One of J.D. Stiefel Company’s original products in the 1920s, was called Stiefel Freckle Soap.[citation needed] In early advertisements, Freckle Soap claimed to wash “freckles and unsightly tan” away. At this time, soaps were packaged in tins to prolong the product’s shelf life.[6]

In 1947 the business was resurrected, and registered in the State of New York under the name the Stiefel Medicinal Soap Company, Inc., initially operating from a former creamery in Oak Hill, New York. As the product line grew and diversified beyond medicinal soaps, the company was renamed Stiefel Laboratories, Inc.[7]

In 1948, the Stiefel Medicinal Soap Company worked with dermatologists to develop the Oilatum family of products, which treat dry skin and atopic dermatitis.[7]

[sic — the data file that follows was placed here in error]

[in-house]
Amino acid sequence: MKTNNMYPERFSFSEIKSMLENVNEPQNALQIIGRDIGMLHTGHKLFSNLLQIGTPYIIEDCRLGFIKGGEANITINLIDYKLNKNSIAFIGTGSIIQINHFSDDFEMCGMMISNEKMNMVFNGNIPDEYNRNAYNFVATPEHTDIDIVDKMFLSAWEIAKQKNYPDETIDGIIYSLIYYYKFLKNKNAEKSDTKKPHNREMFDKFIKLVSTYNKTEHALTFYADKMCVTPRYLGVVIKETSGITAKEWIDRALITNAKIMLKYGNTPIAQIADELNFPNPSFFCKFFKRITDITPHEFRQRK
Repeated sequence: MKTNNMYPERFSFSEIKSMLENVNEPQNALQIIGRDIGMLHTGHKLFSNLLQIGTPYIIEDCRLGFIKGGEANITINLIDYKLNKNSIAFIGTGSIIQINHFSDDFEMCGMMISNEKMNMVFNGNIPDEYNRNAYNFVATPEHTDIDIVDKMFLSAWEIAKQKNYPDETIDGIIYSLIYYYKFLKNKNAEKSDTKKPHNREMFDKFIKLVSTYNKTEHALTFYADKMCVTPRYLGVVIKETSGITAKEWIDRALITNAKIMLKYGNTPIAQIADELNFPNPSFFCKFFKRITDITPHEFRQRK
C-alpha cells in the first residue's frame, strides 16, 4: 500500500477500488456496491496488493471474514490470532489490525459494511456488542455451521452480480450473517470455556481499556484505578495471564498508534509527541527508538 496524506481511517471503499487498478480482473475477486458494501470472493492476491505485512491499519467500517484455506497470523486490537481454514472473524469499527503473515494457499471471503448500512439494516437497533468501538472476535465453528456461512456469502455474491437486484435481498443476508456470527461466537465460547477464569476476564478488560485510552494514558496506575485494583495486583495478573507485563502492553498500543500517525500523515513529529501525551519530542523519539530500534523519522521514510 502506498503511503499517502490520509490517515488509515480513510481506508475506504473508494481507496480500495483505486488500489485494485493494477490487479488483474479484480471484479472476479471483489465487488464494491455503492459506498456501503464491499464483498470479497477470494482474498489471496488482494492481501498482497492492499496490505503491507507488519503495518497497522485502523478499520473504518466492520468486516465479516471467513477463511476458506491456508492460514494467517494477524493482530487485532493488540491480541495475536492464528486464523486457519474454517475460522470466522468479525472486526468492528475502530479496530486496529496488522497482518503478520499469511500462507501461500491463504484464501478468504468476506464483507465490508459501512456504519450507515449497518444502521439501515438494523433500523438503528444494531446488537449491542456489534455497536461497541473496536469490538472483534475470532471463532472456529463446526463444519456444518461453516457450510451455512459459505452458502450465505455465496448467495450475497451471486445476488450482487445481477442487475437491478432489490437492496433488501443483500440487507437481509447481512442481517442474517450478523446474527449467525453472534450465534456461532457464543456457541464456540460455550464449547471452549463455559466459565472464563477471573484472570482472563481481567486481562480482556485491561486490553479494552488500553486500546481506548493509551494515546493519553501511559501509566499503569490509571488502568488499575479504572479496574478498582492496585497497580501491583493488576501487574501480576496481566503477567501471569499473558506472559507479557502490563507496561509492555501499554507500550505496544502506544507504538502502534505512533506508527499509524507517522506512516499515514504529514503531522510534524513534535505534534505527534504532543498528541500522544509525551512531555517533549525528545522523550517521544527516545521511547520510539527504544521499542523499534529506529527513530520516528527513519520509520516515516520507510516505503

In 1959, Zeasorb has the ability to absorb six times its weight in moisture. Stiefel developed Zeasorb products with dermatologists, who identified the need for such a powder.

Introduced in 1960, Polytar first featured the combination of tars in a shampoo.[7]

In 1966, Stiefel introduced the first benzoyl peroxide product for acne—Sulfoxyl Lotion (5% benzoyl peroxide, 2% sulfur). The treatment was introduced to Canadian dermatologists as BenOxyl Lotion.[7]